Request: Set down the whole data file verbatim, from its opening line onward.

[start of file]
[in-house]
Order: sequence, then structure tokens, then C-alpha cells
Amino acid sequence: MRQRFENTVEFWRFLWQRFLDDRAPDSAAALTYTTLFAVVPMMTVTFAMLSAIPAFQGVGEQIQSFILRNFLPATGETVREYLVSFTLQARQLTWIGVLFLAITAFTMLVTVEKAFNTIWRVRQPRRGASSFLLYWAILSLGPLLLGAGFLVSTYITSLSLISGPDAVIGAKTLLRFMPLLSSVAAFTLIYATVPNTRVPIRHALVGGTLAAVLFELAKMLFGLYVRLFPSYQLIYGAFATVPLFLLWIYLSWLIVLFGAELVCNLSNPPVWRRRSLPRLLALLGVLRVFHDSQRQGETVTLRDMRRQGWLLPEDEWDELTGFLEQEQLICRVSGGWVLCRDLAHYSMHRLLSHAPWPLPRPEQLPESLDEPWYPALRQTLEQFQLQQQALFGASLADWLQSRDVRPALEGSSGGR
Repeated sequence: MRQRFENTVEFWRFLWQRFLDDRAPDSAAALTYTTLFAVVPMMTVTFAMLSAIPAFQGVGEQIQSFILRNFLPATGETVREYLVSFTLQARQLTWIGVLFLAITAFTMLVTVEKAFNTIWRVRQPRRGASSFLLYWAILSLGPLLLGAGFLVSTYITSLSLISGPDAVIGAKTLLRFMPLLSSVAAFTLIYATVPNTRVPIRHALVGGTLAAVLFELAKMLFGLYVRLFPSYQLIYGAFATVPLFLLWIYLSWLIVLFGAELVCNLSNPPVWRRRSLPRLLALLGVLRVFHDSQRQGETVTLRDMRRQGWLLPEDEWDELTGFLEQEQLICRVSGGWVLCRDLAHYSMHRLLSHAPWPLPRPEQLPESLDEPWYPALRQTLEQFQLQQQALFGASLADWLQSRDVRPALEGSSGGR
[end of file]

[in-house]
Order: sequence, then structure tokens, then C-alpha cells
Amino acid sequence: MRQRFENTVEFWRFLWQRFLDDRAPDSAAALTYTTLFAVVPMMTVTFAMLSAIPAFQGVGEQIQSFILRNFLPATGETVREYLVSFTLQARQLTWIGVLFLAITAFTMLVTVEKAFNTIWRVRQPRRGASSFLLYWAILSLGPLLLGAGFLVSTYITSLSLISGPDAVIGAKTLLRFMPLLSSVAAFTLIYATVPNTRVPIRHALVGGTLAAVLFELAKMLFGLYVRLFPSYQLIYGAFATVPLFLLWIYLSWLIVLFGAELVCNLSNPPVWRRRSLPRLLALLGVLRVFHDSQRQGETVTLRDMRRQGWLLPEDEWDELTGFLEQEQLICRVSGGWVLCRDLAHYSMHRLLSHAPWPLPRPEQLPESLDEPWYPALRQTLEQFQLQQQALFGASLADWLQSRDVRPALEGSSGGR
Repeated sequence: MRQRFENTVEFWRFLWQRFLDDRAPDSAAALTYTTLFAVVPMMTVTFAMLSAIPAFQGVGEQIQSFILRNFLPATGETVREYLVSFTLQARQLTWIGVLFLAITAFTMLVTVEKAFNTIWRVRQPRRGASSFLLYWAILSLGPLLLGAGFLVSTYITSLSLISGPDAVIGAKTLLRFMPLLSSVAAFTLIYATVPNTRVPIRHALVGGTLAAVLFELAKMLFGLYVRLFPSYQLIYGAFATVPLFLLWIYLSWLIVLFGAELVCNLSNPPVWRRRSLPRLLALLGVLRVFHDSQRQGETVTLRDMRRQGWLLPEDEWDELTGFLEQEQLICRVSGGWVLCRDLAHYSMHRLLSHAPWPLPRPEQLPESLDEPWYPALRQTLEQFQLQQQALFGASLADWLQSRDVRPALEGSSGGR